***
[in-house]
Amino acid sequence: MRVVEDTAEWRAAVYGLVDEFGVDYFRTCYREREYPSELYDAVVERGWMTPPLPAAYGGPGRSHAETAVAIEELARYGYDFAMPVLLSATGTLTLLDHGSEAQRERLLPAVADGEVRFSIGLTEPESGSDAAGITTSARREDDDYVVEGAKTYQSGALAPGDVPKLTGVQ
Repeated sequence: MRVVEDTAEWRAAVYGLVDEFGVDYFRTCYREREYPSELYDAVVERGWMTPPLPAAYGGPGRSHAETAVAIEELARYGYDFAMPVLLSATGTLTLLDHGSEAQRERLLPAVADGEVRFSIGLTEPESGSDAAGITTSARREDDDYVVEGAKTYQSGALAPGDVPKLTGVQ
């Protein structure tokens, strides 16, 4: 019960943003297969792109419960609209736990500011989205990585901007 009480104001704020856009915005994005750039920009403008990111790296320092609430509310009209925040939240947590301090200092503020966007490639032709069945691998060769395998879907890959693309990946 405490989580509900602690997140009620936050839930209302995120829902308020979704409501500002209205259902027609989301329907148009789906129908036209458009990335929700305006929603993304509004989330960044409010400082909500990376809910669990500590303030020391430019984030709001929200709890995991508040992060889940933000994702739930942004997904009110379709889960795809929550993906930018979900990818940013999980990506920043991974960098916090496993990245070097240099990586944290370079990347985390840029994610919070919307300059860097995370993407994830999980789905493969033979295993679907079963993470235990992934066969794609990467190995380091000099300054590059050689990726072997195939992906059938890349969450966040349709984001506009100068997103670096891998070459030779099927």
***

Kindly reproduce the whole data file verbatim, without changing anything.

[in-house]
Amino acid sequence: MRVVEDTAEWRAAVYGLVDEFGVDYFRTCYREREYPSELYDAVVERGWMTPPLPAAYGGPGRSHAETAVAIEELARYGYDFAMPVLLSATGTLTLLDHGSEAQRERLLPAVADGEVRFSIGLTEPESGSDAAGITTSARREDDDYVVEGAKTYQSGALAPGDVPKLTGVQ
Repeated sequence: MRVVEDTAEWRAAVYGLVDEFGVDYFRTCYREREYPSELYDAVVERGWMTPPLPAAYGGPGRSHAETAVAIEELARYGYDFAMPVLLSATGTLTLLDHGSEAQRERLLPAVADGEVRFSIGLTEPESGSDAAGITTSARREDDDYVVEGAKTYQSGALAPGDVPKLTGVQ
């Protein structure tokens, strides 16, 4: 019960943003297969792109419960609209736990500011989205990585901007 009480104001704020856009915005994005750039920009403008990111790296320092609430509310009209925040939240947590301090200092503020966007490639032709069945691998060769395998879907890959693309990946 405490989580509900602690997140009620936050839930209302995120829902308020979704409501500002209205259902027609989301329907148009789906129908036209458009990335929700305006929603993304509004989330960044409010400082909500990376809910669990500590303030020391430019984030709001929200709890995991508040992060889940933000994702739930942004997904009110379709889960795809929550993906930018979900990818940013999980990506920043991974960098916090496993990245070097240099990586944290370079990347985390840029994610919070919307300059860097995370993407994830999980789905493969033979295993679907079963993470235990992934066969794609990467190995380091000099300054590059050689990726072997195939992906059938890349969450966040349709984001506009100068997103670096891998070459030779099927």